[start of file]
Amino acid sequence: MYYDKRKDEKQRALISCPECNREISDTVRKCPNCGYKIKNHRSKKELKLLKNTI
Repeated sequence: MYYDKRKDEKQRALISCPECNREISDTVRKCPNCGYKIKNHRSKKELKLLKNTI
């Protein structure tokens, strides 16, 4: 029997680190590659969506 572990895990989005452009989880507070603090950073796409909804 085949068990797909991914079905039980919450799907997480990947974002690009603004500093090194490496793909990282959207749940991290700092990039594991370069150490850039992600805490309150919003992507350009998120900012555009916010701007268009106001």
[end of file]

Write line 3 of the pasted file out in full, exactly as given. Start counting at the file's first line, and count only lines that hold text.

């Protein structure tokens, strides 16, 4: 029997680190590659969506 572990895990989005452009989880507070603090950073796409909804 085949068990797909991914079905039980919450799907997480990947974002690009603004500093090194490496793909990282959207749940991290700092990039594991370069150490850039992600805490309150919003992507350009998120900012555009916010701007268009106001």